New Zealand, Latin America and the Caribbean: cooperating to position sustainable livestock production and to boost resilience in agriculture
San Jose, 25 February 2021 (IICA) – The ministers of Agriculture of Chile, Costa Rica, Ecuador, New Zealand, Panama, Paraguay and Uruguay, along with FONTAGRO and the Inter-American Institute for Cooperation on Agriculture (IICA), stressed the economic, social and environmental importance of the agriculture sector, particularly livestock production, during an event that highlighted the need for investment in science and technology and promotion of inter-institutional collaboration for sustainable development.
The FONTAGRO-IICA-Global Research Alliance (GRA) event——organized in collaboration with the Government of New Zealand, focused on agricultural greenhouse gases. “He waka eke noa” is a Maori expression meaning, “We are all in the same boat”.The participating ministers and authorities; as well as Eugenia Saini, the Executive Secretary of FONTAGRO—a cooperation mechanism to promote science, development and innovation in the Latin American and Caribbean agriculture and food sectors—and IICA Director General, Manuel Otero, were all of one accord that agricultural and livestock production should be positioned as part of the solution amidst environmental challenges and the quest for new avenues for sustainable development, in a framework of cooperation and investment in science and innovation.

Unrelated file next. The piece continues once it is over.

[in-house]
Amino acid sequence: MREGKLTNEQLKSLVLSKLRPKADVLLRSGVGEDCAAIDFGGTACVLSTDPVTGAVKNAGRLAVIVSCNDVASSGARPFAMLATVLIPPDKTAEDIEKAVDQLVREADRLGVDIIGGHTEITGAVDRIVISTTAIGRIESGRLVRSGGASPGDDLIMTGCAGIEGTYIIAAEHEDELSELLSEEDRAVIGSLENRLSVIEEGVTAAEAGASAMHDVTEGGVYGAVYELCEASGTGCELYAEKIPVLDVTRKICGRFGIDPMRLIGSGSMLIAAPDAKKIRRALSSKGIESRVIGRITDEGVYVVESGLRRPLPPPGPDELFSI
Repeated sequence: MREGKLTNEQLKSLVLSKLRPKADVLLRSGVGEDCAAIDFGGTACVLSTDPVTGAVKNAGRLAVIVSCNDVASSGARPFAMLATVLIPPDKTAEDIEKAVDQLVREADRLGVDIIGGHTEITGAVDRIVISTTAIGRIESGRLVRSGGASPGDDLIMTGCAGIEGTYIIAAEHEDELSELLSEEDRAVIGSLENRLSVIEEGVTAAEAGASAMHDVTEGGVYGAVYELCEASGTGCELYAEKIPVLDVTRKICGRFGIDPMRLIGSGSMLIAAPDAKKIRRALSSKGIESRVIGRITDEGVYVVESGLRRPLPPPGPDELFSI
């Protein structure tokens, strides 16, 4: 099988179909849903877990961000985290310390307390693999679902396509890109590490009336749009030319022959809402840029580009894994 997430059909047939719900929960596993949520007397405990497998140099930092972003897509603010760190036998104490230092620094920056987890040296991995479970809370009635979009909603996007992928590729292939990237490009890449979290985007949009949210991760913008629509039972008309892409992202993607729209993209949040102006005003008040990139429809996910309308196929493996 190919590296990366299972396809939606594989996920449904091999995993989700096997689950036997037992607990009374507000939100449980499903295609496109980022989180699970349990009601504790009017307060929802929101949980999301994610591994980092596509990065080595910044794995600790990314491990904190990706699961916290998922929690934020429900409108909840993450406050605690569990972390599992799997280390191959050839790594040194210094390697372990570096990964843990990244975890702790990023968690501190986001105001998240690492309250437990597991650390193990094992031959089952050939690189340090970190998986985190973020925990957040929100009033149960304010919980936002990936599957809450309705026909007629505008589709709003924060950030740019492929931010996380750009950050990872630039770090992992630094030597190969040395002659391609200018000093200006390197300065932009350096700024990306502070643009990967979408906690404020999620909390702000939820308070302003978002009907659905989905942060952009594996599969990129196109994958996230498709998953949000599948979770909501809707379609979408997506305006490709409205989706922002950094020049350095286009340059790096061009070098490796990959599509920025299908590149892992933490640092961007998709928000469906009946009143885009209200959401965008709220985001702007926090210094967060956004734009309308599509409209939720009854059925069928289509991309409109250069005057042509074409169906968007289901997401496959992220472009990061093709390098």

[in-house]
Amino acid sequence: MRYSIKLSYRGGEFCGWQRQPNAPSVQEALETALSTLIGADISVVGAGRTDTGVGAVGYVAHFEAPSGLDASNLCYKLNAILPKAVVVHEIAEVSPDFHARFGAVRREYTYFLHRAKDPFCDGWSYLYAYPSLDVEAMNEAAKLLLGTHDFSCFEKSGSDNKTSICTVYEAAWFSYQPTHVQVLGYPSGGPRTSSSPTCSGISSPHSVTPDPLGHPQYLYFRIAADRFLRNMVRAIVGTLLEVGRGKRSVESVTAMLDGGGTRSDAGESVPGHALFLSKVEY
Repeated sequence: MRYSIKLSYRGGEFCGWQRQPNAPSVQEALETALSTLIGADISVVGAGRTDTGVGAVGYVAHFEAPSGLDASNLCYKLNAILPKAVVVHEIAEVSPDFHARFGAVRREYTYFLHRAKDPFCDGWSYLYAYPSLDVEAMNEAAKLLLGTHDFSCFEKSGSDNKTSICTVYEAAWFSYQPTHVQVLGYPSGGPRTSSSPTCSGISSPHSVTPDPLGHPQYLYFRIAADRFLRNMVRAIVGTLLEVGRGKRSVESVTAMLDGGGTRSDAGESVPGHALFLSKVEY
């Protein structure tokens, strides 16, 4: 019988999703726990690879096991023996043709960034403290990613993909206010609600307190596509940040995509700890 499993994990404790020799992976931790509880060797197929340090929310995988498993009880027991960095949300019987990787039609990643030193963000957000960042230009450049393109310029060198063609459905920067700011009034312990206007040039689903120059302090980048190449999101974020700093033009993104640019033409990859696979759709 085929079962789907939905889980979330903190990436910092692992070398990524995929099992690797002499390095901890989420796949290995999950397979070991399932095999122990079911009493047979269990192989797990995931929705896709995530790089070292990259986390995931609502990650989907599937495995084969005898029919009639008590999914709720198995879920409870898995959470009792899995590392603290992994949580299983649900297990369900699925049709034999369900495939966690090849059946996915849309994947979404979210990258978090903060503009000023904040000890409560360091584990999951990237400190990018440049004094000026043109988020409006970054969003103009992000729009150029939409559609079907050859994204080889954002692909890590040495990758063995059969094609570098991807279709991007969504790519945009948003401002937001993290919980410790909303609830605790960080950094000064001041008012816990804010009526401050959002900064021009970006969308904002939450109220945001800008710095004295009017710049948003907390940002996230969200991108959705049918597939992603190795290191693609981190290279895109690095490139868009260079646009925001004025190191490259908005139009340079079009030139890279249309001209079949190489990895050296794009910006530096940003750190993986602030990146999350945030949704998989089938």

Chile’s Minister of Agriculture, María Emilia Undurraga, therefore stressed the critical importance of “positioning the livestock and agriculture sector as one that is part of the solution to climate change and a means of sustainable development, rather the problem”.
In addition to Minister Undarraga, other ministers of agriculture attending the meeting were Renato Alvarado from Costa Rica; Xavier Lazo Guerrero from Ecuador; Damien O'Connor from New Zealand; Augusto Valderrama from Panama; Santiago Bertoni Hícar from Paraguay and Carlos María Uriarte from Uruguay. They deliberated on how to support the building of a more resilient, sustainable and inclusive livestock industry and stressed the importance of science, innovation and the promotion of inter-institutional collaboration.
Representatives of FONTAGRO and the GRA informed the meeting about their organization’s research initiatives and ongoing cooperation efforts. A priority of the GRA is to seek out the best scientific information to generate Nationally Determined Contributions (NDCs), in the context of the Paris Accord, to reduce carbon dioxide emissions in the atmosphere.
Pedro Bustos, President of FONTAGRO and National Director of Chile’s Agricultural Research Institute (INIA), maintained that “Collaborative efforts are critical to implementing production intensification models that are environmentally-friendly. In 2020, we were faced with COVID-19 and the effects of climate change. This has demonstrated the increasing need for joint efforts in science and technology development, such as the alliance, led by FONTAGRO, IICA and the Government of New Zealand, to respond to the needs of the agrifood sector in their associated countries”. He continued by saying that, “We must invest in science and research in a collective manner”.